It's all in the family

From the Personnel Changes section of today's Publisher's Lunch:

Personnel NewsAt Llewellyn, Bill Krause has been promoted to publisher and
acquisitions manager. Former president and publisher Carl Llewellyn Weschcke now
serves as chairman while his wife Sandra Weschcke, formerly secretary treasurer,
is now president and treasurer. Gabe Weschcke moves up to executive vice
president and his wife, Michele Weschcke, has been promoted to an officer of the
company as corporate secretary.

And who says that nepotism is rampant in the publishing industry?

Go with the flow

Today we're talking about process flows. And really, I think it's about time that someone thought about this for a while, don't you?

Who doesn't enjoy thinking about process flows? I know that I do. When I'm standing in line at Starbucks waiting for my third Venti Bold Roast Selection of the Day, I think, "Isn't there a faster way to get this coffee into my system? Why can't they just set up a series of feeder tubes and credit card machines right by the entrance? Better yet, why can't they just pipe it into the office? We already have that special spout for 'filtered' water, so why not another for Starbucks Bold Roast, and another for the Light Notes? And who drinks the Light Roast, anyway? What's the point? I mean, you might as well go to McDonalds and order the Double Quarter Pounder with Cheese, large fries, and a Diet Coke and tell the cashier, 'I'm trying to lose weight.' You know, I could really use some coffee about no…

Evil Mutant Attack Squirrel of Death

The Rodent's Burrow: Evil Mutant Attack Squirrel of Death

How can you not be entertained by something with that title? We have a LOT of squirrels around our house, living on a wooded lot and all, but I've never managed to tick one off quite like this. There was that time at Penn when a squirrel decided that I wasn't sharing enough of my muffin and tried to take it out of my hand, and then he fastened onto my thumb until I threw him across the courtyard, but at least he had the sense to run off after he landed.

The best part of this story: "And now he has a patrol car...."

(Thanks to Miss Snark for the link)

Think you're smart? Prove it on Motley Fool CAPS

Think you invest better than anyone else? Prove it on the Motley Fool's new tool, Motley Fool CAPS. If you want to take me on, then you can start at my CAPS page (login required). I'm not in the top 100 yet, primarily because I only rate companies that I have an informed opinion on (as opposed to that Eldrehad guy), but I'm beating the market rather respectably. So bring it on, smarty-pants!

Death by PowerPoint

There are two groups of people who need to review the following links: those who think they need help, and those who don't. For those who don't think they need help (you know, the PowerPoint junkies huddled out by the dumpsters swapping illegal clipart), I'll make sure you understand me by speaking in your own dialect, Bulletese:

You need to read this information if: The thought of putting together a presentation and then standing up in front of a group of people to deliver it makes you physically ill, or at least a little woozyYou hate Microsoft with a towering purple passion, not because they stole the desktop platform from IBM and Apple, not because they're an evil empire, but merely because they foisted PowerPoint upon the worldOn those rare occasions when you are forced to speak in front of a group, you never see them because you spend the entire time facing the screen and reading your slidesYou also need to review this information if: You feel naked if you leave y…

Crack the (use) case

Today, boys and girls, we're going to talk about use case modeling. Now, I don't want you to make the same painful mistakes that I did when learning about this topic a few years ago, so let me just set a few things straight right now:There is nothing funny about Use Case Modeling. Even if you think that "RUP" sounds like somewhere ScoobyDoo might tell Shaggy to look if there were a ghost above his head, please keep your levity to yourself. This is serious business, people.UML does not, apparently, stand for the University of Massachusetts at Lowell. Nor is it an acronym for Unsafe Military Landing, even though that *would* be a cool name for a band.Even though we spend a lot of time talking about "actors," no real actors will be present at the session. Not even Ben Affleck, though he's probably available.Use cases are not a special kind of suitcase for carrying only useful clothes, and no one will actually be modeling any clothing. Therefore, bringing …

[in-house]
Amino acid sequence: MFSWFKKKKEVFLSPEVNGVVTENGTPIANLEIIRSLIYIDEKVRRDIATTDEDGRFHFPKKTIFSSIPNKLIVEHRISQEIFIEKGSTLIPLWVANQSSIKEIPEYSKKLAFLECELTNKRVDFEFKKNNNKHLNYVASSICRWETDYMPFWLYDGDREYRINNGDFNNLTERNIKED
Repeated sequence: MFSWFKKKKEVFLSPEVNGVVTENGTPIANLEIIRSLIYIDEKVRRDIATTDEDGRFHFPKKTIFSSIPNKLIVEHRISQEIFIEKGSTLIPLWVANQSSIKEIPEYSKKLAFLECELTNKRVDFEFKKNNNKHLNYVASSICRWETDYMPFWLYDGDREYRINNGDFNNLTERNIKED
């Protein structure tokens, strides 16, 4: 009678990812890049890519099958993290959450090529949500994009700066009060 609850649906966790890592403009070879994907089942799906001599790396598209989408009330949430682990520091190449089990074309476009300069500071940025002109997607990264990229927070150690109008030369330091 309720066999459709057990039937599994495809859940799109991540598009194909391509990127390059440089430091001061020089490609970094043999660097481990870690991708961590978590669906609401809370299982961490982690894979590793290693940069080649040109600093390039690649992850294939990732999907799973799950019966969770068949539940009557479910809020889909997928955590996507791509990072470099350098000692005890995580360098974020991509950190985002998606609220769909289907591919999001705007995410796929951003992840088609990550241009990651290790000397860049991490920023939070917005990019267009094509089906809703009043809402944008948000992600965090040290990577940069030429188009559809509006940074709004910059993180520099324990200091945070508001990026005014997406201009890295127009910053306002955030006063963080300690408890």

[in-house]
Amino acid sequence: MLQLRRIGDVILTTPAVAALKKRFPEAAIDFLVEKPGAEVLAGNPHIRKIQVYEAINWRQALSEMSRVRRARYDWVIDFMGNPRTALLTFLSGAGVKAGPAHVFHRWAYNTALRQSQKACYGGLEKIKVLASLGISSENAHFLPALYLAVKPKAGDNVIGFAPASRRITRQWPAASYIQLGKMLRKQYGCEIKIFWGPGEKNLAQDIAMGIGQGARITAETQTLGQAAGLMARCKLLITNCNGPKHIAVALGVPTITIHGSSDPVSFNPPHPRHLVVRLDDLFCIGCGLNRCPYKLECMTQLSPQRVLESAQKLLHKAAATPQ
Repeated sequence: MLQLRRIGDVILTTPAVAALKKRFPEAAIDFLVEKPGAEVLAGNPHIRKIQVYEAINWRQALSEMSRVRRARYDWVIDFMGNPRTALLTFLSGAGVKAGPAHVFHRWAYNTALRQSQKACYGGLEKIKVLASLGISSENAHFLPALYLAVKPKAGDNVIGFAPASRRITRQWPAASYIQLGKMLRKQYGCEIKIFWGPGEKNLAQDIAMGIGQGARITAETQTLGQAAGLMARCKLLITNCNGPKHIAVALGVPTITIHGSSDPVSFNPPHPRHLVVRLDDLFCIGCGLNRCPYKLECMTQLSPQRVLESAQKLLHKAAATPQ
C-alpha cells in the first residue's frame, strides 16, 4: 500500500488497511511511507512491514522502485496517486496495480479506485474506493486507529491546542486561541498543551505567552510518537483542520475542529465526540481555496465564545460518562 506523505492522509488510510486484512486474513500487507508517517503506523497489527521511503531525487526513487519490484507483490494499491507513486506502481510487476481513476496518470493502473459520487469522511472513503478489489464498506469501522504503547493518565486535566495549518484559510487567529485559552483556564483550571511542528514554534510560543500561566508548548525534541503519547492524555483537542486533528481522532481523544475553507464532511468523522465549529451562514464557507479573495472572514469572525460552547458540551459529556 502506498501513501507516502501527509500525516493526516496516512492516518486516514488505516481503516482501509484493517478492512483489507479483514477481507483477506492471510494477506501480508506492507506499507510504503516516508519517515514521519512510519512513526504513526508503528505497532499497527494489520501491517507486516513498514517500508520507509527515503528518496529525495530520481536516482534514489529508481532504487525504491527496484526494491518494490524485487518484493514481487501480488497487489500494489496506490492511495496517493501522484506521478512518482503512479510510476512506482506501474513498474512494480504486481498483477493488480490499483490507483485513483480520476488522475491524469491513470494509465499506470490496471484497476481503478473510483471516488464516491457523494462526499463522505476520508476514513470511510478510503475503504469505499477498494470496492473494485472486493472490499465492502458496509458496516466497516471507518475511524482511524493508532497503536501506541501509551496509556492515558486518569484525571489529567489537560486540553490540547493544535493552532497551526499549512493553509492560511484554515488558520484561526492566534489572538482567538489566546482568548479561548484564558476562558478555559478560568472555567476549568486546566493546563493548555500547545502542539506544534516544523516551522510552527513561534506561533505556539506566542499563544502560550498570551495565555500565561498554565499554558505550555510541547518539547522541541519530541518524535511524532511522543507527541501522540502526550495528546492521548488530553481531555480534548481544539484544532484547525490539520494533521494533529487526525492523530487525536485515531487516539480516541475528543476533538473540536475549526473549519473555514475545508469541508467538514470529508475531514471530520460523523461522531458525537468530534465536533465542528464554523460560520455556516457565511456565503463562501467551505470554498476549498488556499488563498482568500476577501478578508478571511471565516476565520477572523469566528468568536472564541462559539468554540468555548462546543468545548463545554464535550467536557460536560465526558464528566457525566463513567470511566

Thoughts on Lean Six Sigma

Here are some random thoughts that plague me about this whole Lean Six Sigma thing. I think that these are the burning questions that I think keep all of us up at night, especially if we have eaten a double dark chocolate espresso sundae while reading a Six Sigma textbook right before going to bed.
Why do we need so many sigmas? Wouldn't two or three do the job? Is it just because it makes the name so nicely alliterative? What's a KPI (pronounced "Kippy"), and why is everyone so excited about them? Is it any relation to Skippy, Alex P. Keaton's nerdy friend on the 80s sitcom Family Ties?What is the difference between Lean Six Sigma and regular Six Sigma? Does it involve Splenda? Is it possible to discuss Six Sigma while eating without spraying food on your neighbors? (Go ahead: try it.) If you were to use Lean Six Sigma for BPR to create a TQM SDLC and become ISO 9000-compliant while raising your CMM level, would your head explode?All very important questions, I …

Meeting Addiction

Do you have a Meeting Dependency? To find out, take this little test (which, out of sensitivity to our more heavily afflicted readers, avoids the use of the trigger word, "meeting")...
Do you frequently find yourself in a small room with a bunch of other people during work hours and wondering why you're there, especially since there is no food anywhere in sight?Have you ever sat for an entire hour with a group of semi-strangers who all seemed to care passionately about something you didn't understand and never said a word? Do you ever come out of a mandatory non-social work gathering and realize that, despite an hour of intense talking -- to the point that the temperature of the room has actually been raised by several degrees purely due to the amount of hot air expelled -- nothing was decided? Do you find yourself ending even your social gatherings with, "I'll schedule a follow-up so that we can continue this discussion, and hopefully come to a resolution by…